Posted on January 19, 2012 by afarensis, FCD
Sambungmacan 3 was discovered in 1977 and spent some time on the antiquities market, eventually ending up in New York, where its importance was realized. It has since been returned to Indonesia. It is attributed to Homo erectus and may be the skull of a female.
Source: Delson et al (2001) The Sambungmacan 3 Homo erectus Calvaria: A Comparative Morphometric and Morphological Analysis
For Further Reading:
Broadfield et al (2001) Endocast of Sambungmacan 3 (Sm 3): A new Homo erectus from Indonesia. The Anatomical Record 262:369-379
Delson et al (2001) The Sambungmacan 3 Homo erectus Calvaria: A Comparative Morphometric and Morphological Analysis. The Anatomical Record 262:380-397
Laitman and Tattersall (2001) Homo erectus newyorkensis: An Indonesian fossil rediscovered in Manhattan sheds light on the middle phase of human evolution. The Anatomical Record 262:341-343
Marquez et al (2001) New Fossil Hominid Calvaria From Indonesia—Sambungmacan 3. The Anatomical Record 262:344–368
Filed under: Hominini, Homo, Homo erectus, Know Your Hominin | Tagged: Homo erectus | Comments Off
Posted on October 24, 2011 by afarensis, FCD
I am starting a new series, similar to “know Your Primate” – which will continue – on hominins. The difference, besides subject matter, will be that instead of discussing species I’ll be posting pictures of individual fossils with some additional commentary as the mood strikes me. First up is Stw 53 from Sterfontein. Stw 53 was discovered in 1976 by Alan Hughes and has been at the heart of debates over South African hominin variability. So much so that last year Curnoe used it as the holotype of a new species. The question of how many species are represented in the South African fossil record is something I am becoming interested in, so I will be taking a more in depth look at the question over the coming months. In the meantime, here is Stw 53:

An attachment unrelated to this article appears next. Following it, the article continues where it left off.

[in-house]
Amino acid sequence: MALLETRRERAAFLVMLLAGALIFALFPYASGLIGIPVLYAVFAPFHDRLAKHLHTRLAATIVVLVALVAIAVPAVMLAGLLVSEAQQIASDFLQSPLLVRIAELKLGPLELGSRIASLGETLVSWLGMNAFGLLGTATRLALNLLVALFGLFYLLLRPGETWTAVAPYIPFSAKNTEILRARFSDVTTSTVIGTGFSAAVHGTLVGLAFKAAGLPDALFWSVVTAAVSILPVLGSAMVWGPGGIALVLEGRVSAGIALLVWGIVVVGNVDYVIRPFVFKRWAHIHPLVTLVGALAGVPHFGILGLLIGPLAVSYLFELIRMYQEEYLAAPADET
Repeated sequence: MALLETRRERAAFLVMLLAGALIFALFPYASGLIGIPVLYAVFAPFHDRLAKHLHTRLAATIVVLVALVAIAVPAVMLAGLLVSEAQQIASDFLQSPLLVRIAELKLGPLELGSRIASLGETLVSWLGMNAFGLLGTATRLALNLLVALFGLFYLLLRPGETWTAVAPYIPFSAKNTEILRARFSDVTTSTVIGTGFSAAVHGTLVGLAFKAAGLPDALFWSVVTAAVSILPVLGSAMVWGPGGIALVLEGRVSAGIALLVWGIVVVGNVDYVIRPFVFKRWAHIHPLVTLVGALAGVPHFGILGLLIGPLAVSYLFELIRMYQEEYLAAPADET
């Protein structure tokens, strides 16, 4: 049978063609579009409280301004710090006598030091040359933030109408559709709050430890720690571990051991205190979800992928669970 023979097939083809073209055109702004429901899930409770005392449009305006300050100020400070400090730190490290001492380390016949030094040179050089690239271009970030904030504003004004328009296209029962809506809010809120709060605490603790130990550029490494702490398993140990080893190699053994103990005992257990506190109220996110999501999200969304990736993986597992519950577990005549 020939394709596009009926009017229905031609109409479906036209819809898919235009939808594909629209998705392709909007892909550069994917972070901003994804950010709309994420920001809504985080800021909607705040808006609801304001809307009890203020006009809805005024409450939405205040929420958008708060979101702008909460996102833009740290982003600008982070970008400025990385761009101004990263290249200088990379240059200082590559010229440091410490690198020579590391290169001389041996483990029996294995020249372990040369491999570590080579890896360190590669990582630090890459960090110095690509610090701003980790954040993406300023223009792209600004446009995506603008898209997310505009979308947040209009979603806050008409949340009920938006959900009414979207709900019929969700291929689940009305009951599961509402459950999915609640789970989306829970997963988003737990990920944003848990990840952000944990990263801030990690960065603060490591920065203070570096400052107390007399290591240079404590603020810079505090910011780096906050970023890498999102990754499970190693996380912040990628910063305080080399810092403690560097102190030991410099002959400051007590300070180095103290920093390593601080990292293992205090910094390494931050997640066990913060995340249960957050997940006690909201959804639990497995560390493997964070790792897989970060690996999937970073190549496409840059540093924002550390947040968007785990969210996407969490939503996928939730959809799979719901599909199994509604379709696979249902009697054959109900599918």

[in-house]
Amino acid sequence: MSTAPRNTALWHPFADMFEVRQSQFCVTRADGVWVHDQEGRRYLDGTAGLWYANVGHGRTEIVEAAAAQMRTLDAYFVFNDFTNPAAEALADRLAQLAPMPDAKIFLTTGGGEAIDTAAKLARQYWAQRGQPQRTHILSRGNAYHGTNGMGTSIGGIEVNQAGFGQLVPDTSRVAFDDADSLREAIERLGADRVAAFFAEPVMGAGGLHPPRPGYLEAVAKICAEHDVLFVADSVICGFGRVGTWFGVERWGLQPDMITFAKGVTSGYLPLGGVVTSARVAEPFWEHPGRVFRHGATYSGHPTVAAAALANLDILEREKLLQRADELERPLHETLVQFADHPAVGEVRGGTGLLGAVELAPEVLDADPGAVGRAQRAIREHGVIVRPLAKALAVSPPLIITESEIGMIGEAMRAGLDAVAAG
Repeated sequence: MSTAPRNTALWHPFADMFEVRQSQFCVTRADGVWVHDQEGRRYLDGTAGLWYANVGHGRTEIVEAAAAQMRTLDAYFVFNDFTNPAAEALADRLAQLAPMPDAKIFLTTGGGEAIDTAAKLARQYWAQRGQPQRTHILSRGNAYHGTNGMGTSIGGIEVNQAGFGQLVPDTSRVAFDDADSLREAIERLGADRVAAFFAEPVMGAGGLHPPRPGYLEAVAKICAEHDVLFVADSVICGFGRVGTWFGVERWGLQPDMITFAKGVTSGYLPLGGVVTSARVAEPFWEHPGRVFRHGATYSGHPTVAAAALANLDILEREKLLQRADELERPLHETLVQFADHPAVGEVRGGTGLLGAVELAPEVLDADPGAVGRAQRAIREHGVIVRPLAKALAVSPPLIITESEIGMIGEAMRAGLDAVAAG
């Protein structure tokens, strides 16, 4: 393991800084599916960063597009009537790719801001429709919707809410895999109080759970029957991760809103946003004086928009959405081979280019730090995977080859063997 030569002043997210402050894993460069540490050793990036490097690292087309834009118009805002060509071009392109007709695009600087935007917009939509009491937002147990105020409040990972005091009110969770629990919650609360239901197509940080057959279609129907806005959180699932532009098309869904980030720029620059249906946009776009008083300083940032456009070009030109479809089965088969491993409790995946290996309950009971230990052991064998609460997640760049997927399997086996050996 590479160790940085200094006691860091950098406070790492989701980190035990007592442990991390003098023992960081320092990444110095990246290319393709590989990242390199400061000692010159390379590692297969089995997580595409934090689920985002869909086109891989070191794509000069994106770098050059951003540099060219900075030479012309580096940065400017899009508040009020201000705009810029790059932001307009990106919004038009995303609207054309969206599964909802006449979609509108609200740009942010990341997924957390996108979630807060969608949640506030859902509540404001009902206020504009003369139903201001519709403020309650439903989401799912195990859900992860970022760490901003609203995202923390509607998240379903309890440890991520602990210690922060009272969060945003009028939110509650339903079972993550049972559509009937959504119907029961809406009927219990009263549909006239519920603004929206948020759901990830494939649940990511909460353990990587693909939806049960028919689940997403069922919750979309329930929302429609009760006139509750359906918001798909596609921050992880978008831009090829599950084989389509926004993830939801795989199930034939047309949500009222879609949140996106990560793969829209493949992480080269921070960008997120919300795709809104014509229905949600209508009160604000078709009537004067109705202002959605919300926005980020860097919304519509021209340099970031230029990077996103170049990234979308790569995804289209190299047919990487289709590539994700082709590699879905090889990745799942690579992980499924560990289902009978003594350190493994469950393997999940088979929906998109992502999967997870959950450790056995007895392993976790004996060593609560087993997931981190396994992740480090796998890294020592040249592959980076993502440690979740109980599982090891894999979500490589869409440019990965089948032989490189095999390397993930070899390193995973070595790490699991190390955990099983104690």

Filed under: Australopithecus, Homo gautengensis, Know Your Hominin | Comments Off
Posted on August 10, 2011 by afarensis, FCD
Nature News mentions a new study on Homo floresiensis that concludes that the fossil is that of a microcephalic modern human. The study is actually published in PNAS (and if someone could send me a copy I would appreciate it – my email is in the about tab). (more…)
Filed under: Hominina, Hominini, Homo, Homo floresiensis, Paleoanthropology | Tagged: Homo floresiensis | 2 Comments »
Posted on November 9, 2010 by afarensis, FCD
I was hoping to have a more in depth post on this for the upcoming edition of the Four Stone Hearth but I am not going to get it finished in time. Here is the short version.
Filed under: Hominina, Hominini, Homo, Neanderthals, Paleoanthropology | Tagged: Neanderthals | 2 Comments »
Posted on September 2, 2010 by afarensis, FCD
In the previous post in this series I looked at vitamin D metabolism and the effects of vitamin D deficiency on the skeleton. So, lets talk about Lubenow and Neanderthals. Lubenows discussion of Neanderthals and rickets occurs in chapter 14. He begins the chapter by invoking the Genesis flood to explain the ice ages, which only lasted, according to Lubenow, for 700 years (give or take). (more…)
Filed under: Creationism, Hominina, Hominini, Homo, Neanderthals, Paleoanthropology, Paleopathology | 4 Comments »